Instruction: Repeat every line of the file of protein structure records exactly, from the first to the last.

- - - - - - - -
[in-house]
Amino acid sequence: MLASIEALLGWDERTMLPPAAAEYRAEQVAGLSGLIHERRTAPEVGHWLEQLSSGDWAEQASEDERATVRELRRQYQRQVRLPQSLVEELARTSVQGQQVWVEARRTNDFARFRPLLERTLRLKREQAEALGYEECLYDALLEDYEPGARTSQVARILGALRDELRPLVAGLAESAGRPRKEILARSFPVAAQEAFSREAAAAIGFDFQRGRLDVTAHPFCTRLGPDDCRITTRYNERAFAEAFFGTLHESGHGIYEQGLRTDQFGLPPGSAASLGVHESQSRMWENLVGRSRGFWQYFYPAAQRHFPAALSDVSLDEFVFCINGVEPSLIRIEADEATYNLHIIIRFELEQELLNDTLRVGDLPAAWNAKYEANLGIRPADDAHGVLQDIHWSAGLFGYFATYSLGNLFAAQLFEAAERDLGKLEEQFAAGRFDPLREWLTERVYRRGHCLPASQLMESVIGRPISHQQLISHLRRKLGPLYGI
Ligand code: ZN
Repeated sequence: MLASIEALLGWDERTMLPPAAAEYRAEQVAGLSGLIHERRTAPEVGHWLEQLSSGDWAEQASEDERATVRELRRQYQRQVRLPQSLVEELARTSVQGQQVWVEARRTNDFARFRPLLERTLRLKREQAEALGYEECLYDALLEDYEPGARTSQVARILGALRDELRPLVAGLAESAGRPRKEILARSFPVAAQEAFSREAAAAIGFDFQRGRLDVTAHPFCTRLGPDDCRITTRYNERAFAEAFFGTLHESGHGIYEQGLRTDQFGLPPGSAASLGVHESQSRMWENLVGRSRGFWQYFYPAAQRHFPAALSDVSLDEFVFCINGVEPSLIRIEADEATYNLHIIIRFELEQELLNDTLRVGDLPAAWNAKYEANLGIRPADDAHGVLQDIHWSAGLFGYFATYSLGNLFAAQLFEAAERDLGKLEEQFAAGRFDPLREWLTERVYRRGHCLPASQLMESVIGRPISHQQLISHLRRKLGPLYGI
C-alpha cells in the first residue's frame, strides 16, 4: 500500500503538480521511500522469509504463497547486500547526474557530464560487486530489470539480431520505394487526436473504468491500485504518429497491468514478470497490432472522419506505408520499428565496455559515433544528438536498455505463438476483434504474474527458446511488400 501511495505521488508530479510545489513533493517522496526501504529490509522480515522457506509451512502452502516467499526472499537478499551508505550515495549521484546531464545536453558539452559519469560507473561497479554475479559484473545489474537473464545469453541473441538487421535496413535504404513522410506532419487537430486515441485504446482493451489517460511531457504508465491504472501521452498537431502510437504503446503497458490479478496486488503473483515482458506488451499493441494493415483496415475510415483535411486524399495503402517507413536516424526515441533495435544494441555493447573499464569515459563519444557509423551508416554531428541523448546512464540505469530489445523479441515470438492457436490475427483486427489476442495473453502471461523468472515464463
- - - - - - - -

[in-house]
Amino acid sequence: MLASIEALLGWDERTMLPPAAAEYRAEQVAGLSGLIHERRTAPEVGHWLEQLSSGDWAEQASEDERATVRELRRQYQRQVRLPQSLVEELARTSVQGQQVWVEARRTNDFARFRPLLERTLRLKREQAEALGYEECLYDALLEDYEPGARTSQVARILGALRDELRPLVAGLAESAGRPRKEILARSFPVAAQEAFSREAAAAIGFDFQRGRLDVTAHPFCTRLGPDDCRITTRYNERAFAEAFFGTLHESGHGIYEQGLRTDQFGLPPGSAASLGVHESQSRMWENLVGRSRGFWQYFYPAAQRHFPAALSDVSLDEFVFCINGVEPSLIRIEADEATYNLHIIIRFELEQELLNDTLRVGDLPAAWNAKYEANLGIRPADDAHGVLQDIHWSAGLFGYFATYSLGNLFAAQLFEAAERDLGKLEEQFAAGRFDPLREWLTERVYRRGHCLPASQLMESVIGRPISHQQLISHLRRKLGPLYGI
Ligand code: ZN
Repeated sequence: MLASIEALLGWDERTMLPPAAAEYRAEQVAGLSGLIHERRTAPEVGHWLEQLSSGDWAEQASEDERATVRELRRQYQRQVRLPQSLVEELARTSVQGQQVWVEARRTNDFARFRPLLERTLRLKREQAEALGYEECLYDALLEDYEPGARTSQVARILGALRDELRPLVAGLAESAGRPRKEILARSFPVAAQEAFSREAAAAIGFDFQRGRLDVTAHPFCTRLGPDDCRITTRYNERAFAEAFFGTLHESGHGIYEQGLRTDQFGLPPGSAASLGVHESQSRMWENLVGRSRGFWQYFYPAAQRHFPAALSDVSLDEFVFCINGVEPSLIRIEADEATYNLHIIIRFELEQELLNDTLRVGDLPAAWNAKYEANLGIRPADDAHGVLQDIHWSAGLFGYFATYSLGNLFAAQLFEAAERDLGKLEEQFAAGRFDPLREWLTERVYRRGHCLPASQLMESVIGRPISHQQLISHLRRKLGPLYGI
C-alpha cells in the first residue's frame, strides 16, 4: 500500500503538480521511500522469509504463497547486500547526474557530464560487486530489470539480431520505394487526436473504468491500485504518429497491468514478470497490432472522419506505408520499428565496455559515433544528438536498455505463438476483434504474474527458446511488400 501511495505521488508530479510545489513533493517522496526501504529490509522480515522457506509451512502452502516467499526472499537478499551508505550515495549521484546531464545536453558539452559519469560507473561497479554475479559484473545489474537473464545469453541473441538487421535496413535504404513522410506532419487537430486515441485504446482493451489517460511531457504508465491504472501521452498537431502510437504503446503497458490479478496486488503473483515482458506488451499493441494493415483496415475510415483535411486524399495503402517507413536516424526515441533495435544494441555493447573499464569515459563519444557509423551508416554531428541523448546512464540505469530489445523479441515470438492457436490475427483486427489476442495473453502471461523468472515464463